What: Fahrenheit 451
When: First published in 1953
By: Ray Bradbury
The basics: Set in an unspecified city some time in “the future” (no date is ever given), Guy Montag is a “fireman,” someone who burns the possessions of those who read outlawed books. But his outlook on his career and the work he’s being asked to do begins to shift, taking the reader on a journey through ideas on censorship and the act of suppressing dissenting ideas.
The reason for the throwback: This is one of the books that changed my life.
I know that sounds cliché and people have attributed major life changes to some pretty bad books over the years, but Bradbury’s dystopian future where books were prohibited and being in possession of them meant your belongs — your house and everything in it — got set ablaze really started me thinking about concepts like censorship, freedom of speech and the press, and how non-traditional and unpopular opinions aren’t necessarily bad or wrong or unneeded.
Growing up, I wasn’t a big reader — I liked reading and was good at it, but nothing ever really captivated me other than “Choose Your Own Adventure” books. But once I hit high school and started getting some great literature and fantastic plays dropped into my lap, my appreciation of the written word and the power it carries grew exponentially.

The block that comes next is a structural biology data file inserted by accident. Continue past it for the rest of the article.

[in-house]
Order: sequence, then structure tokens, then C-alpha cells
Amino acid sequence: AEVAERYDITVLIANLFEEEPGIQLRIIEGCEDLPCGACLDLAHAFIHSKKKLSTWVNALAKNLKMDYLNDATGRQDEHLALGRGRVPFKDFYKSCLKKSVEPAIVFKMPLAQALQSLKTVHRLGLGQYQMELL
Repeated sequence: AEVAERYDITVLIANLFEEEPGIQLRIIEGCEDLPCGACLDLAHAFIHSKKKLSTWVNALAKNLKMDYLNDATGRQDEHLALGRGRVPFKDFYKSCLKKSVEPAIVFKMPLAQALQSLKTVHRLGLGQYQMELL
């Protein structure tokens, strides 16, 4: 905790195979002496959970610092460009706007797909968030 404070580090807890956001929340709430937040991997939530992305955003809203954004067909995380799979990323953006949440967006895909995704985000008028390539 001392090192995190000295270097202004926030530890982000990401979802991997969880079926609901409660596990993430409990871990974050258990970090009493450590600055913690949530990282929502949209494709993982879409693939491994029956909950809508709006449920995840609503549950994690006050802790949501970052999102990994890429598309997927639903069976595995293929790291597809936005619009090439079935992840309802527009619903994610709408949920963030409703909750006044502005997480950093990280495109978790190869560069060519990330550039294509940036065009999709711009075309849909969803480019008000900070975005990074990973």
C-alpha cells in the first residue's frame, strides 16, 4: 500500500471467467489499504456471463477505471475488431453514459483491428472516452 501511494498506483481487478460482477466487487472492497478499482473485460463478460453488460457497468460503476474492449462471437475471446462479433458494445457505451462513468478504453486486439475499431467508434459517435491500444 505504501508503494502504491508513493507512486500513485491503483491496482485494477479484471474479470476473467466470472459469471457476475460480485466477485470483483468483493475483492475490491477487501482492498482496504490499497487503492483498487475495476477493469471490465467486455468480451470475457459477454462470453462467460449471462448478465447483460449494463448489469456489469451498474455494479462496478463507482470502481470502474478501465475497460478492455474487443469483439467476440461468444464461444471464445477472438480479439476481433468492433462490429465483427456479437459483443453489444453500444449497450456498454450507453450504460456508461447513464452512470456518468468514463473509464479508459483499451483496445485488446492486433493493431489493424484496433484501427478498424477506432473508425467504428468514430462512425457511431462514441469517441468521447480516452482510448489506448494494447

And now here I am, a writer myself, so it only makes sense for a book about the impact, value and importance of written works would have a place close to my heart and near the top of my personal all-time favourites list.
There is more to it than that, however.
Though it was first published some 60 years ago, the future Bradbury envisioned and laid out could very well be today.
At one point in the story, Montag turns off the “parlor walls,” large televisions lining the living room walls, his wife and her friends are watching to engage them in a conversation about the major events of the world, but all the ladies care about are trivial aspects of the various current events.
Tabloid journalism and sensationalist news has become de rigueur these days and the idea of turning off the television, unplugging from smartphones or skipping the next Netflix marathon in order to read a book or have an actual conversation about world event sounds daunting to many.
Sixty years ago, Bradbury saw that books could be in danger and worried about losing the amazing medium to a slew of other options. Today, those other options have changed the way we consume media, in addition to helping dictate what is considered newsworthy. Books are now bought and consumed on Kindles and Kobos and tablets and the publishing industry, like print media in general, is in decline.
It was a tremendous read back in high school when it was dropped on my desk at St. Thomas More CSS in Hamilton, Ontario and it might be even better now that some of those crazy ideas about the future no longer seem so crazy.
Turn off the TV. Put down your iPhone.
Go pick up a book — this book or any other book — and spend the afternoon immersed in its brilliance.